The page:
This is the second part of this little ‘Making of an embroidery pattern’ series. Last time I showed how I (sometimes, because it’s never exactly the same) create the design for the pattern. Today I want to show you how the stitching process works.
Once the pattern is ready, I transfer it to fabric. I always use the same white fabric, for two reasons: I think white is the best background colour to show the colours of the embroidery looking their most.. natural. And the other reason is to have a sort of uniform look to the patterns, although some of them are quite different from each other.
I will usually have a selection of colours in mind for a pattern, but they can easily change when I start stitching. For this pattern I wanted quite a lot of yellow and orange for the marigold flowers, but to make sure the whole pattern didn’t turn orange, I needed to balance that. So Frida’s top is a darkish blue and she has jewellery in jade colours. And of course there are green leaves.
I started by stitching part of her face, then some of the flowers and other elements. I don’t necessarily finish one section before I move onto another. It’s more about which colours need to go where.
The colours on the flowers on the top right in the second image were the wrong colours, they were much too dark next to her face. And you can also see that I made a big change with her facial features. Although I really liked the look of the dark grey I used at first, it didn’t feel right for this – after all, humans are not grey. ;-)
The heart was too large and I had re-drawn the elements of it several times so it was a big mess. This made it difficult to see where I actually wanted to stitch, so I finished as much as I could and then I rinsed off the transfer lines. It’s always exciting when the transfer comes off, it’s a bit like seeing a photo develop. You can’t see the embroidery properly until you remove the transfer lines.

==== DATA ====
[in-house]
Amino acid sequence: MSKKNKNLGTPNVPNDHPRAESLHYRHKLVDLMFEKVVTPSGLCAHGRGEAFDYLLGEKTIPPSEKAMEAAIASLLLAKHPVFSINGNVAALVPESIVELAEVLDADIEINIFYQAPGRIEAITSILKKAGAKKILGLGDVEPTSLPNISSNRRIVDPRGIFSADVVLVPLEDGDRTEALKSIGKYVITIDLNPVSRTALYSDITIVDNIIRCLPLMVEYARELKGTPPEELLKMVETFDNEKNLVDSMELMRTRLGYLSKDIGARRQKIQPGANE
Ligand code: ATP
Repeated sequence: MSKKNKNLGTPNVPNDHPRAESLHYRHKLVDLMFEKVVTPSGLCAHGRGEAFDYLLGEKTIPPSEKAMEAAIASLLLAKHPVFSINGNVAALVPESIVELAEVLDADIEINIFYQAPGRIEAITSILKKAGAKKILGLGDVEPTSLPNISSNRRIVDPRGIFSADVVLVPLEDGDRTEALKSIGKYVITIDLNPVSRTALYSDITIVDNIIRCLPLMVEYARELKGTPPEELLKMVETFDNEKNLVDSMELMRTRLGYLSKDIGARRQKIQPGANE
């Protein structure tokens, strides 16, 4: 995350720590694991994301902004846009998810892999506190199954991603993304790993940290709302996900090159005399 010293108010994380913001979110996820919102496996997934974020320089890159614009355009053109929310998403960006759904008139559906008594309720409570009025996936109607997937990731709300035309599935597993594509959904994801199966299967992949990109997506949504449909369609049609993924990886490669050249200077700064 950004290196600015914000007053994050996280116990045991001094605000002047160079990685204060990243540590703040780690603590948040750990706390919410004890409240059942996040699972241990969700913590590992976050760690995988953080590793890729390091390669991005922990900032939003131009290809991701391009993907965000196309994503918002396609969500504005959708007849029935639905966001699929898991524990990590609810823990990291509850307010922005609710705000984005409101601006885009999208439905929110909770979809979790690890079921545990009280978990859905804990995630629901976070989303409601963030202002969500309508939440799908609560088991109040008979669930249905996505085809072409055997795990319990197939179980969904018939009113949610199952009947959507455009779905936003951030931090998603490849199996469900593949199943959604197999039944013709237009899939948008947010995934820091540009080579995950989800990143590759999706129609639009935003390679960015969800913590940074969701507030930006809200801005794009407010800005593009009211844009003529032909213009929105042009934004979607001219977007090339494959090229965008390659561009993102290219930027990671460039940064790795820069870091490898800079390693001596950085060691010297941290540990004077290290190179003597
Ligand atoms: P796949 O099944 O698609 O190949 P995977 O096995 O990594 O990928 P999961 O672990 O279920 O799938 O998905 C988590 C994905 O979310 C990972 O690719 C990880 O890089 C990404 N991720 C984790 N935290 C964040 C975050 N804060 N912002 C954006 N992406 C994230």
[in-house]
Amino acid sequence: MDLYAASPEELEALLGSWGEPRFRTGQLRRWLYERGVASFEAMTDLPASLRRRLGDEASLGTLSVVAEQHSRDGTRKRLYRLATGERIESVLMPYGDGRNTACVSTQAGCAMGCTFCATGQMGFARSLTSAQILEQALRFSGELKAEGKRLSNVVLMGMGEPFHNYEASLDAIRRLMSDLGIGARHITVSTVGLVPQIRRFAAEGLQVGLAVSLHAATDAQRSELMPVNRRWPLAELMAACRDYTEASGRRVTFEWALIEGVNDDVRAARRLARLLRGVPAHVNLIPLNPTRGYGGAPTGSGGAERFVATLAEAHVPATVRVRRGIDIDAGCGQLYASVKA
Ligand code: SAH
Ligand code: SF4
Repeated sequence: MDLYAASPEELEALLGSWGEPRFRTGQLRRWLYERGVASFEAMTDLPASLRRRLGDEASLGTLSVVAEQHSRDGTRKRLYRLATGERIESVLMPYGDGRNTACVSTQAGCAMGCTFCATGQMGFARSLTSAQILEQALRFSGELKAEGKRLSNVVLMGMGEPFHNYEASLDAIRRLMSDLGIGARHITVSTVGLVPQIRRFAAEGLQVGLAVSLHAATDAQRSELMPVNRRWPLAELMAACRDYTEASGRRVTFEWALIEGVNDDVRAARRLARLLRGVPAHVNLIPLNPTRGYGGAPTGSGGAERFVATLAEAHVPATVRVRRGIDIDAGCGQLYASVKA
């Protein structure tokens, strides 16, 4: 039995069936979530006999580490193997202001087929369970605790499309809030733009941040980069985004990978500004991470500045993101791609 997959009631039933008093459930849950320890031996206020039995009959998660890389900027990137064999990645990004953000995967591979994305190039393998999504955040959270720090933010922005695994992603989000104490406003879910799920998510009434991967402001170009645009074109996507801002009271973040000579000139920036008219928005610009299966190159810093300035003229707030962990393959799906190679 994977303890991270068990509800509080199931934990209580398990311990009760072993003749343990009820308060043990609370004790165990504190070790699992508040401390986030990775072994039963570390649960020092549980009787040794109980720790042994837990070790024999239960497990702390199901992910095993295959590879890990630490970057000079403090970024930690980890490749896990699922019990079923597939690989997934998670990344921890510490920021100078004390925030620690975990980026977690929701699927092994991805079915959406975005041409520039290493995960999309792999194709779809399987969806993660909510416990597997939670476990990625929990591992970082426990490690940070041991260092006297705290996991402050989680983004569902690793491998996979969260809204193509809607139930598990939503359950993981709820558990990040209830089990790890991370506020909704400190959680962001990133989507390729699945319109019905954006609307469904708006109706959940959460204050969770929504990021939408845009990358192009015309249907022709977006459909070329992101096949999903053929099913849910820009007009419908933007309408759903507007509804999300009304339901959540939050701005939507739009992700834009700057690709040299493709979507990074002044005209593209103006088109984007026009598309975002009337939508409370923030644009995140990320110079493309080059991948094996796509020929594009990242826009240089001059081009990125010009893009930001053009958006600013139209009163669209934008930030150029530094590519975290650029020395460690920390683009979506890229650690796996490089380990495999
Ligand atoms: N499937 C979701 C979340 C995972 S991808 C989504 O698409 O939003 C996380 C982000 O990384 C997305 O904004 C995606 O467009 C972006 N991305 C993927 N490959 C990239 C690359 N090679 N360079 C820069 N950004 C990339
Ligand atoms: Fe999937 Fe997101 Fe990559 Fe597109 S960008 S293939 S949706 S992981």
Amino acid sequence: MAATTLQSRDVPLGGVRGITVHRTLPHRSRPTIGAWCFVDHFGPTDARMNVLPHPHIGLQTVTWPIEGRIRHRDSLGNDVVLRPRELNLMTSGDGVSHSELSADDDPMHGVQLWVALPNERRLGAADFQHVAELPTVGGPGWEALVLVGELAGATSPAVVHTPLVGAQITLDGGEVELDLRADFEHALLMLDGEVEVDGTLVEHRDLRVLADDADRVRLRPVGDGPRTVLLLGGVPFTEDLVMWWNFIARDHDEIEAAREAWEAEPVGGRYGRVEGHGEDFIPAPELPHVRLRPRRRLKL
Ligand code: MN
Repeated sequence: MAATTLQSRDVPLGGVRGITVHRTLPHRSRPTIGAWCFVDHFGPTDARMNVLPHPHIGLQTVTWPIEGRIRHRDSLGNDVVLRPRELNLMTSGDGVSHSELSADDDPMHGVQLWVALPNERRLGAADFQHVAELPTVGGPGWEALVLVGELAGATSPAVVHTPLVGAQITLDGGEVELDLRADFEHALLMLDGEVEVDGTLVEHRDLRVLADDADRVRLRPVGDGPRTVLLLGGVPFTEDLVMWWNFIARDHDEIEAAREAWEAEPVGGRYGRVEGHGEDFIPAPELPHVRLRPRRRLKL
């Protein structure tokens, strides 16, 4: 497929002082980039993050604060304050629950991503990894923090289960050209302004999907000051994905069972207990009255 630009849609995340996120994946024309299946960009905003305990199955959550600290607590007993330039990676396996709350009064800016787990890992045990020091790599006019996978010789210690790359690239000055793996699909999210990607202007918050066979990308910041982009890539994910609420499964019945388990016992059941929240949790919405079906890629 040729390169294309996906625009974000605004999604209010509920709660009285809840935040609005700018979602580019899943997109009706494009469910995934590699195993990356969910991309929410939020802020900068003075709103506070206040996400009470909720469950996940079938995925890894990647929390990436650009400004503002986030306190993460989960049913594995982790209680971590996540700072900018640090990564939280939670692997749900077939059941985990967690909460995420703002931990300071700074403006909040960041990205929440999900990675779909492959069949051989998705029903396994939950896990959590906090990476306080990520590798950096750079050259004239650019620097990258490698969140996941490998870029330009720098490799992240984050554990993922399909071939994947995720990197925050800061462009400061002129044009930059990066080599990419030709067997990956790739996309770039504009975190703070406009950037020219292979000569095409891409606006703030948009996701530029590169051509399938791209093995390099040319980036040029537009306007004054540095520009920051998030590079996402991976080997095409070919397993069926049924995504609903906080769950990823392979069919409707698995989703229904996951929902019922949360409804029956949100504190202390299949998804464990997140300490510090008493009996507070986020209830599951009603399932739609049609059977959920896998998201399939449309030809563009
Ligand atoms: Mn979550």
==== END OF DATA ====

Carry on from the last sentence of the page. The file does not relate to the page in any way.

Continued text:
In that third image I had still to stitch the mouth. Or rather, I had still to stitch it to look just so. I don’t think I’m exaggerating when I say I had stitched the mouth 10+ times at this point. So I decided to leave it before it drove me completely crazy. ;-) You can actually see the ‘imprint’ of the mouth stitching even after I rinsed the fabric.
I decided not to stitch the birds. I like them a lot, but I think they would have felt a bit like clutter. Especially being so close to her face. This sort of thing happens quite a lot. Something is included in my original design/sketch, but when it comes to stitching it, it turns out it doesn’t work after all.
This is something I’ve had to learn. That it’s ok not to include All The Things. Just because something is in the design, doesn’t mean it will work. Which of course is one very important reason I always stitch the patterns I put for sale. I want to make sure they are… stitchable and not just any old drawing.
If sections in a design are too close together when stitching, I want to be the one who finds out first and not let my customers become frustrated with my patterns. It is on me to make sure the patterns are as good as possible. :-)
The fourth image is the finished embroidery, before rinsing out my drawings of the leaves and the heart.
I managed to finish the mouth, although it’s not 100% how I want it to be.. it doesn’t look quite as Frida’s mouth, but it will do. I have really enjoyed working on this pattern and it would be silly to let one detail take away from that. There was one moment where I felt like throwing the embroidery on the floor in frustration. That’s not really a good solution!
I really wanted it to look as much like Frida as possible, but I think there’s also a point where you have to step back and not let perfect get in the way of good.
So that’s how I (sometimes!) go about stitching a pattern. :-)